Just Business

Source: personal email, December 2022, This is the first time I’ve heard from Raffeisenbank in several years, especially since my account with them has been essentially dormant since well before I left Russia in 2019. ||| TRR


Foreign managers are quitting Petersburg hotels: they are resigning their positions amid the withdrawal of international hotel companies from the Russian market.

In particular, the post of general manager of the five-star Four Seasons Lion Palace has recently been filled by Ekaterina Saburova, who had worked as marketing director at the Four Seasons Moscow Hotel. In an interview with Kommersant-SPb, a spokesman for the Petersburg hotel noted that the previous general manager, Richard Raab, had gone on to work at another hotel in the chain.

Similar personnel changes have taken place at the Grand Moika 22 Hotel, which until recently was part of the Kempinski international chain. The hotel is now headed by Yevgenia Nagimova, and the operations director and Russian staff are responsible for day-to-day operations. The previous general manager, Oliver Kuhn, initially took a similar position at the Kempinski Hotel in Cairo, before running a hotel in the Seychelles. He explained that he had left Russia to transfer to another hotel in the chain. The general director has also been replaced at the Radisson Royal and Park Inn Nevsky: instead of Rune Nordstokke, the hotels are now headed by Mikhail Grobelny, who previously worked as the general manager of the Radisson Blu Belorusskaya Hotel in Moscow.

Experts note that, amidst the departure of international hotel chains [from Russia], industry players have basically lost the need for the position of a general manager responsible for liaising with company management. According to Andrei Petelin, general director of the Hotel Saint Petersburg, the personnel changes may be related to the desire of owners to reduce costs during the crisis [sic], since foreign managers earned more than their Russian counterparts, and also received compensation for housing rental and their children’s education.

Some foreigners still continue to work in Petersburg hotels: Eric Pere, general manager of the Corinthia Hotel St. Petersburg; Gerold Held, general director of the Hotel Astoria and the Angleterre Hotel; and Jaehyuk Yang, manager of Lotte Hotel St. Petersburg. Some industry reps have concerns that further resignations by foreign managers may have a negative impact on the level of service. Andrei Petelin, however, is confident that Petersburg-based managers are able to maintain high standards, because they not only have experience working abroad, but also better understand the needs of Russians coming to the Northern Capital to relax.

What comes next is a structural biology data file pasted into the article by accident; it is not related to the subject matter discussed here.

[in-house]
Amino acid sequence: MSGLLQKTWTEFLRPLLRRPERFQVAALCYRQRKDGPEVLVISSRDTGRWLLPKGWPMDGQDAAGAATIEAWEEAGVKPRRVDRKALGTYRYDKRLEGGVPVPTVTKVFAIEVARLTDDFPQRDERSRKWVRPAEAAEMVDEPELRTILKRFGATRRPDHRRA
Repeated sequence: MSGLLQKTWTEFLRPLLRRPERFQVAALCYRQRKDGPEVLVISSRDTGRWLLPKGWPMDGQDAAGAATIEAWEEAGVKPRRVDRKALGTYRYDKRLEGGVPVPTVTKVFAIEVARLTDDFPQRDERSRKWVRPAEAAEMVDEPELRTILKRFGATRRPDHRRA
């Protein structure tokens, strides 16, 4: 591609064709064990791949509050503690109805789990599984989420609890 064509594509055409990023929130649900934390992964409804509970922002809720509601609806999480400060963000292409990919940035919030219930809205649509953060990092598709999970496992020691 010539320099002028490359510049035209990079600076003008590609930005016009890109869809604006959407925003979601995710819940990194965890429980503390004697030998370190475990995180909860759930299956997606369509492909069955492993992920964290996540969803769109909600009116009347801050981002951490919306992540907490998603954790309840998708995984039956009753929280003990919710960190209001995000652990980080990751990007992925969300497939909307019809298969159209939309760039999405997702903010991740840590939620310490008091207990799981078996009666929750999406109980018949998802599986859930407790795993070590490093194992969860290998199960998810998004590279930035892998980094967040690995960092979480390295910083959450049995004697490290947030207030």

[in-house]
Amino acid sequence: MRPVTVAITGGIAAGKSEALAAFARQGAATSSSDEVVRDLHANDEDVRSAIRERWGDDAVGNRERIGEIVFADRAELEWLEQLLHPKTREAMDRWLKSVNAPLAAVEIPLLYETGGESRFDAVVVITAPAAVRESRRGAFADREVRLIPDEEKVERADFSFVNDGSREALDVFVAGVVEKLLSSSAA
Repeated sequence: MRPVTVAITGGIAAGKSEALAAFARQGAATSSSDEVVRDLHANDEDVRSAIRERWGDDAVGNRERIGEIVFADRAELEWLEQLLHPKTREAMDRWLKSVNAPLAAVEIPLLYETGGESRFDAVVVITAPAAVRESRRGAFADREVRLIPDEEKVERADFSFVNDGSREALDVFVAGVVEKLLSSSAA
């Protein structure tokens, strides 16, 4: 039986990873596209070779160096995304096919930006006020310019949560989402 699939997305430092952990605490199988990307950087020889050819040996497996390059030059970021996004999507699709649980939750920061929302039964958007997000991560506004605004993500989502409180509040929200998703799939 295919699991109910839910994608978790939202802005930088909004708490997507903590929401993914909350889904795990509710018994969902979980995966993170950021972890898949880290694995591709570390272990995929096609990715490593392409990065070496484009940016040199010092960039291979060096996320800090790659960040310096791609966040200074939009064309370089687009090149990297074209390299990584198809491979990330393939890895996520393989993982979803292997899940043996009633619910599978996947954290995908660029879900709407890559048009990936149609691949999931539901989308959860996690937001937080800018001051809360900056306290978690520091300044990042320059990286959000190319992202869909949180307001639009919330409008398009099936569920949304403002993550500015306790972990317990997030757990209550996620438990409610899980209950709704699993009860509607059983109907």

Speaking of which, since the beginning of 2022, seven million tourists have visited St. Petersburg. Vice-Governor Boris Piotrovsky noted that in November, bookings at the city’s hotels consistently exceeded the sixty-percent mark.

A few weeks ago, DP wrote about how the Smolny [Petersburg city hall] was again thinking about introducing a resort fee. Hoteliers stated that they considered this step reasonable, but only if the revenues generated were used properly.

Source: “Foreign managers quitting Petersburg hotels in droves,” Delovoi Peterburg, 29 November 2022. Translated by the Russian Reader


620,251 views • Dec 2, 2022 • President Vladimir Putin’s war in Ukraine is causing major changes back home. Hundreds of thousands of Russian men are being mobilized to fight and tens of thousands have already been killed or injured. Meanwhile, many Russians have left their country and millions of Ukrainians are thought to have arrived. What impact will these changes have on the Russian population? And could the public response lead to Putin’s downfall? We discuss these questions and more with UCLA’s Oleg Itskhoki in this DW Business Special.

Thanks to Tiina Pasanen for the heads-up. ||| TRR

Olga Nazarenko: “What Is the Point of Having Principles If You Don’t Act on Them?”

Olga Nazarenko, a university lecturer in Ivanovo, risks going to prison for simply hanging the Ukrainian flag in the window of her own flat. Neighbors from the building opposite regularly complain about her. Nazarenko goes on anti-war pickets, where aggressive fellow citizens attack her. And the pickets have already triggered a criminal case against her. Repeated visits and searches by police officers at night and early in the morning have become routine for her children. Nazarenko sees the situation in Russia as nearly hopeless. She is amazed at how the country’s maternal instinct has even been destroyed: Russians dutifully send their children off to die for nothing. Despite all this, she considers it her duty to talk to people. She remains in Russia, and has no plans to emigrate.

Recently, the police rang at Nazarenko’s door at three o’clock in the morning. They demanded to be let in so that they could remove the Ukrainian flag. It has been hanging for six months on the balcony of the activist’s flat in an ordinary multi-storey residential building in the city of Ivanovo. Nazarenko refused to let the police in without a search warrant. Through the door, the night visitors informed her that neighbors had filed another complaint about the Ukrainian flag. The law enforcement officers left, only to return at seven in the morning and knock on the door for a long time. Nazarenko did not unlock the door, but wrote a complaint against the police to the prosecutor’s office.